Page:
File photo dated 16/10/09 of Sir Martin Gilbert, a member of the Iraq Inquiry panel, who died last night, chairman Sir John Chilcot said today. PRESS ASSOCIATION Photo. Issue date: Wednesday February 4, 2015. See PA story POLITICS Iraq. Photo credit should read: Dave Thompson/PA Wire

Sir Martin Gilbert, a member of the Iraq Inquiry panel. Photo credit: Dave Thompson/PA Wire

Tributes have been made to Sir Martin Gilbert, one of the world’s leading Holocaust historians, who died on Tuesday night, aged 78. 

As well as being a distinguished historian and author of some 88 books including the seminal The Holocaust: The Jewish Tragedy, Sir Martin was the official biographer of Sir Winston Churchill and chairman of Sir John Chilcot’s Iraq war inquiry.

Emeritus Chief Rabbi Lord Sacks said: “Sir Martin Gilbert was one of the world’s great historians, but for us he was also the voice of Jewish memory in our time.

“Many years ago, when we bestowed a series of Jewish communal awards, I was given the privilege of naming an individual who, in my view, represented to the world all that was best in Jewish life. Unhesitatingly I chose Martin Gilbert. He was a great scholar, a great man and a great Jew.”

The Director of the Wiener Library, Ben Barkow, also paid tribute to the historian, telling Jewish News: “The death of Sir Martin Gilbert has been received with great sadness here. Sir Martin was one of the outstanding historians of his generation and made a tremendous contribution to our understanding of the Holocaust, among the many issues about which he wrote.

“His work in our field was always marked by originality and thoughtfulness, and he often seemed ahead of his colleagues. He put Jewish voices in the foreground, rather than relying solely on the documentation of the perpetrators”.

“His loss will be felt by everyone who is involved in Holocaust commemoration and research.”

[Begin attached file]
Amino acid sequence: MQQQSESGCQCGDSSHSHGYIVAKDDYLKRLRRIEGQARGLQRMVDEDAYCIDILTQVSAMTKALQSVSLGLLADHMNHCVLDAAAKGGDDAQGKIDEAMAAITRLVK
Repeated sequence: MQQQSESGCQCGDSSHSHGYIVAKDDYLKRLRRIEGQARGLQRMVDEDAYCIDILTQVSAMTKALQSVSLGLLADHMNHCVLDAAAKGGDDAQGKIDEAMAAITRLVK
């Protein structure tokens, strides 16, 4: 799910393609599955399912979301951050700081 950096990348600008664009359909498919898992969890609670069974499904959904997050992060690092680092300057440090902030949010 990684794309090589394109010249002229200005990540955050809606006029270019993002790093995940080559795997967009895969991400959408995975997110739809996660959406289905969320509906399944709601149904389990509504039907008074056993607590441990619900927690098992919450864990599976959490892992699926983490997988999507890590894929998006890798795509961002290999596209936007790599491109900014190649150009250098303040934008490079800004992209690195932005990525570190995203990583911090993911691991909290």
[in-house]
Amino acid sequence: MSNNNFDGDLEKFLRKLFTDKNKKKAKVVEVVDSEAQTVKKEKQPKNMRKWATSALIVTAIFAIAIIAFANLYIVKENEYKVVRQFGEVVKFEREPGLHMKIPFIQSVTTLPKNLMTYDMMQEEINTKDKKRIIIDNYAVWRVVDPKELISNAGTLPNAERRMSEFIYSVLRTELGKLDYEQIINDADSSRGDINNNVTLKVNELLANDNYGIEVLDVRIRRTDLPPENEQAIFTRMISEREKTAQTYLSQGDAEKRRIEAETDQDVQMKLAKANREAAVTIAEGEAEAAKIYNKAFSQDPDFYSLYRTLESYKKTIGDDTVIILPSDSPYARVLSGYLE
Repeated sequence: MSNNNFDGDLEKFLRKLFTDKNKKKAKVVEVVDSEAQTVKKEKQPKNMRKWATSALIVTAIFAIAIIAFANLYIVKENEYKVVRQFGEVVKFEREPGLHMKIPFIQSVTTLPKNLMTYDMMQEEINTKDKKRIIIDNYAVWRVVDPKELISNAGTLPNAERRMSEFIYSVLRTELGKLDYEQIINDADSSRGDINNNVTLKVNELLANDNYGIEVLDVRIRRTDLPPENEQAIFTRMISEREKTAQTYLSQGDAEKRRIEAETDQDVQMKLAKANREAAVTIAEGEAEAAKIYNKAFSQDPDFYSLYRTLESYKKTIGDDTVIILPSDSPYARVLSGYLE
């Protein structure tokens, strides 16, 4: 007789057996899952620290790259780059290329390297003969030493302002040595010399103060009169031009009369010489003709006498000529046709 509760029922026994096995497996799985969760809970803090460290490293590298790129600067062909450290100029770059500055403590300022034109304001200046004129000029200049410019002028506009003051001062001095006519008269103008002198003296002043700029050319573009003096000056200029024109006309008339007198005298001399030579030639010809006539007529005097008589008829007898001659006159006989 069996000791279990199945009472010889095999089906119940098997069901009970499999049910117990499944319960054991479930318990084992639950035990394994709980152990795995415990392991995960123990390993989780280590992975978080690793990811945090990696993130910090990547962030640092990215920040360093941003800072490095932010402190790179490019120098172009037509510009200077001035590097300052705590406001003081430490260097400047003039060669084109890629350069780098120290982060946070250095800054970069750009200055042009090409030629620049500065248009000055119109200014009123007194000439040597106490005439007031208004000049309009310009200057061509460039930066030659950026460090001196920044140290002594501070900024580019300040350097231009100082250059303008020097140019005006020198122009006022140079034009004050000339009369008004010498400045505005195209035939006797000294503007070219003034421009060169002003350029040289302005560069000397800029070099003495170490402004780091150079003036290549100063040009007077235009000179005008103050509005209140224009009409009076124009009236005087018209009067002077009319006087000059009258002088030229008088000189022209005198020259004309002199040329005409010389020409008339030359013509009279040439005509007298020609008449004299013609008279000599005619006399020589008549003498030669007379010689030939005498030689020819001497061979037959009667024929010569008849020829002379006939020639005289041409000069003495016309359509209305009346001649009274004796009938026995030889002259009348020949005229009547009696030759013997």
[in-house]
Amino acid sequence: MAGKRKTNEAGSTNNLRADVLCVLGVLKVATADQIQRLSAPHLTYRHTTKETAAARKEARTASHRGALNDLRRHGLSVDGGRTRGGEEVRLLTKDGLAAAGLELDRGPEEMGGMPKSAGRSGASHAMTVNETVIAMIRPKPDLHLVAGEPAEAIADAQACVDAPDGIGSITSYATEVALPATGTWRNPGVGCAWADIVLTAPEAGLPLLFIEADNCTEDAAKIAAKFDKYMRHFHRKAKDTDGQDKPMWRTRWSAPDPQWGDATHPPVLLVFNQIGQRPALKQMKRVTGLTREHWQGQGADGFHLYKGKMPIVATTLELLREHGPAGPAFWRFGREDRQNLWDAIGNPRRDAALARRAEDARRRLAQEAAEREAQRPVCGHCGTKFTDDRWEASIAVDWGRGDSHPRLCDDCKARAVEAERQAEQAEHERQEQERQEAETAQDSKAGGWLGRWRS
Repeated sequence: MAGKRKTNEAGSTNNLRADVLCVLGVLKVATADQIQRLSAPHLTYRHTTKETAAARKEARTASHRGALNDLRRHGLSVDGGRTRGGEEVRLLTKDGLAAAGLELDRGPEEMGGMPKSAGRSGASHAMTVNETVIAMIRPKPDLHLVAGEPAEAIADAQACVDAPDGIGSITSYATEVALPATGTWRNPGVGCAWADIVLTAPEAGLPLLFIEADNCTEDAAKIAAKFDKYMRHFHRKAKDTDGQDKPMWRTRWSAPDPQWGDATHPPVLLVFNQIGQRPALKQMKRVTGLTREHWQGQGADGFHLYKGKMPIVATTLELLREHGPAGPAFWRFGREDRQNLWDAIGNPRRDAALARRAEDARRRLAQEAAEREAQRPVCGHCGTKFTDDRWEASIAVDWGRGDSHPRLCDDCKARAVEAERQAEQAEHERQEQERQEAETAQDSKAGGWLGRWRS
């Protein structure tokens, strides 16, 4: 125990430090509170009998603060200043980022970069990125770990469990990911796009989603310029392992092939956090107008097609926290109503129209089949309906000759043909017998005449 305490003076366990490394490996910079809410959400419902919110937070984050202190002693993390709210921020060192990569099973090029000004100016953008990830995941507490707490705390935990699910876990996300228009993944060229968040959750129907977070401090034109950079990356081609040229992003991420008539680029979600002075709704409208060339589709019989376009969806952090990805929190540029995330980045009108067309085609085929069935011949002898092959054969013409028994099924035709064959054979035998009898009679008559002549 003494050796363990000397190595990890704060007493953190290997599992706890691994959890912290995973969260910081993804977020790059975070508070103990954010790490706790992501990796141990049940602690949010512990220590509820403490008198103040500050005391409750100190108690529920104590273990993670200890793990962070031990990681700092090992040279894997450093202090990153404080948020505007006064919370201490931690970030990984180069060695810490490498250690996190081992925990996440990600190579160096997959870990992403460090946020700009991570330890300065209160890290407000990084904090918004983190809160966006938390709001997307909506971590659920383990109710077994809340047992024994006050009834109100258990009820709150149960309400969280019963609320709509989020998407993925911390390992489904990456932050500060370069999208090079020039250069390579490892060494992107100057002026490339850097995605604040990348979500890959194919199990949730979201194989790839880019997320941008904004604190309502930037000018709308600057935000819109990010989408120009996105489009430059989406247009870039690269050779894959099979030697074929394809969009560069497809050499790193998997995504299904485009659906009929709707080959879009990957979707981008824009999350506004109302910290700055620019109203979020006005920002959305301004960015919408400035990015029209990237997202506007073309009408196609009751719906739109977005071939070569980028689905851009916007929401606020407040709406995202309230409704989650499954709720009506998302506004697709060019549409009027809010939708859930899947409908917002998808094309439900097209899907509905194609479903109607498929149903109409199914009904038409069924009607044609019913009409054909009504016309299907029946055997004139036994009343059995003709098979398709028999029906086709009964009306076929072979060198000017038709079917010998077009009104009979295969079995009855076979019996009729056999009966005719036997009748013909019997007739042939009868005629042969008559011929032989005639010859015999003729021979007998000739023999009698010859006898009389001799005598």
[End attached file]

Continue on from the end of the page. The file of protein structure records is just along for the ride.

Israel’s ambassador to the UK, Daniel Taub paid tribute, saying: “If modern Jewish history has a voice, it is the voice of Sir Martin Gilbert. It is hard to think of anyone who has done as much to document, to educate and to inspire, with passion and authenticity, the history of the Jews in modern times, the tragedy of the Shoah, the struggles of Jews in Arab Lands and the Soviet Union, and the inspiring return of the Jewish people to statehood in the land of Israel.”

“These were but a part of his extraordinary corpus of 80 works, which not only brought him recognition as a world class historian in many different fields, but enabled him to see and describe Jewish history against the canvass of world events.”

“Today, as Sir Martin is lowered into the earth of the land he loved, is Tu Bishvat, the day when youngsters throughout Israel are planting trees. Like them, planted in this fertile ground, Sir Martin will continue to bring forth fruit as future generations continue to be educated and inspired by his extraordinary legacy. Yehi zichro baruch”

Michael Wegier, chief executive of Jewish charity UJIA (United Jewish Israel Appeal), said: “Sir Martin had an extraordinary capacity to command vast amounts of material and take the reader on a journey that created coherence through the detail.

“He was not dispassionate. He cared deeply for the Jewish people and Israel yet his work in this field is categorised by exemplary scholarship and rigour.

“No better example can be found than his incredibly moving account of The Boys – the 732 young survivors of the Holocaust who came to the UK together straight after the Second World War.

“As we say in Jewish tradition – May his memory be a blessing.”

Rabbi Mendel Cohen, at central London’s Saatchi Synagogue, said: “Sad news of the passing of Sir Martin Gilbert. History has been preserved thanks to his many books. May his memory be blessed.”

Israeli and Jewish writer and historian Eylon Aslan-Levy added: “What a titan. What a loss.”

Martin Gilbert received a knighthood in 1995 for services to British history.

Of his work, he said writing about the Allied Forces’ response to news of the Holocaust, in Auschwitz and the Allies, had been his “most controversial”, while his book The Holocaust “generated by far the most correspondence and contact with individuals whom I would never otherwise have met”.

Reflecting on his career, he said: “My aim has always been to write history from the human perspective, never to neglect the person known as ‘the common man’.”